Mexican leader pushes for easier credit for small businesses

Mexican President Enrique Peña Nieto announced plans Wednesday to boost access to credit for small businesses, promising changes in banking aimed at bringing down the usurious lending rates that have long been viewed as an obstacle to growth and an impetus for illegal immigration to the United States.

For generations, would-be Mexican entrepreneurs have gone north in search of the seed money needed to start a business back home, while others resort to informal lending networks whose annual interest rates can top 50 percent.

Flanked by leaders of other major Mexican political parties pledging their support, Peña Nieto said the measures were essential to create jobs and to provide “a motor” for the economy, adding that his administration will work with lenders to loosen credit through incentives and legal guarantees, not “by decree.”

“The goal is for banks to loan more, and loan more cheaply,” said Peña Nieto, who took office in December, “because access to credit can change a person’s life, giving them access to durable consumer goods, their own property and a way out of the informal economy.”

Economists estimate that one-quarter to one-half of Mexicans work in the “informal” sector, the off-the-books bazaar of churro vendors, fruit stands and other forms of micro-commerce that rarely offers more than a subsistence living. Providing those entrepreneurs with affordable banking services and credit is viewed as a key step toward building a broader Mexican middle class.

The changes in lending are a keystone of Peña Nieto’s legislative agenda, which also contemplates an overhaul of Mexico’s energy, telecommunications and education sectors. The new measures would foster more competition in the banking sector and lift some of the tight controls placed on lending after the 1995 peso crisis, said Luis Videgaray, Mexico’s treasury secretary and one of the president’s closest advisers.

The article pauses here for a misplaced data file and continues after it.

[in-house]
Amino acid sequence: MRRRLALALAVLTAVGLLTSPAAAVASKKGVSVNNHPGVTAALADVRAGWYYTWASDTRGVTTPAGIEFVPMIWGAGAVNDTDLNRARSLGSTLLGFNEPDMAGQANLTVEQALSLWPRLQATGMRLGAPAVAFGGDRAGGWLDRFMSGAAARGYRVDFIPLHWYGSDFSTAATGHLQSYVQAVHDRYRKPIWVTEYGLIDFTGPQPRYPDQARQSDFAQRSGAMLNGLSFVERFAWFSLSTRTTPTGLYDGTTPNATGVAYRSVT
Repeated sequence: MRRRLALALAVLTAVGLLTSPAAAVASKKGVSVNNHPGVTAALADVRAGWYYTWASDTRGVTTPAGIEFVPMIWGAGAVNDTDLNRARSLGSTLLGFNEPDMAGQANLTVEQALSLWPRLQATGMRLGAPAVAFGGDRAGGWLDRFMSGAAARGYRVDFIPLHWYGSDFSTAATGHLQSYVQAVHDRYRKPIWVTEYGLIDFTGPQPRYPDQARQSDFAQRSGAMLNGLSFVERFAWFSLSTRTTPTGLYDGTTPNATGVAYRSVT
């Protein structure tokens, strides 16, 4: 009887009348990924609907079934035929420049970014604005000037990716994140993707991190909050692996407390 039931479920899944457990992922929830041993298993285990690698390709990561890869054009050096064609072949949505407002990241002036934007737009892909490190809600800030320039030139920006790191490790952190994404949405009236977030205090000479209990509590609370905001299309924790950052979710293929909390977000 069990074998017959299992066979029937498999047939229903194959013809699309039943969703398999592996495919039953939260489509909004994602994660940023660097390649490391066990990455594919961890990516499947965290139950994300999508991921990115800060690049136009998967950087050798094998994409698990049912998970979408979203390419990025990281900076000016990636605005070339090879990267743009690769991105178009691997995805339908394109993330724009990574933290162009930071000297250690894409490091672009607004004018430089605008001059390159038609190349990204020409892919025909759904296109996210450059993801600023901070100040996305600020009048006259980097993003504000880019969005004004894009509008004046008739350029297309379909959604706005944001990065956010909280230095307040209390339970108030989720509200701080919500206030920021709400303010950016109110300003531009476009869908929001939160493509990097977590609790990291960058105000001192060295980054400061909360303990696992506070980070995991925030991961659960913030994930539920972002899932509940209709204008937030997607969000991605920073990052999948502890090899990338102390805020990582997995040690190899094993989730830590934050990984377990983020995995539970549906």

Lending as a percentage of gross domestic product is about 16 percent in Mexico, he said, while the average in Latin America is closer to 50 percent.

Mexico’s finances are on solid footing, Videgaray said, and banking services dedicated to development have become “too conservative.”

“The purpose of development banking should be to finance innovation, the creation of patents, infrastructure . . . it should be a bank that promotes equality between men and women,” he said, also highlighting plans to increase small-business lending for women in particular.

Nick Miroff is a Latin America correspondent for The Post, roaming from the U.S.-Mexico borderlands to South America’s southern cone. He has been a staff writer since 2006.
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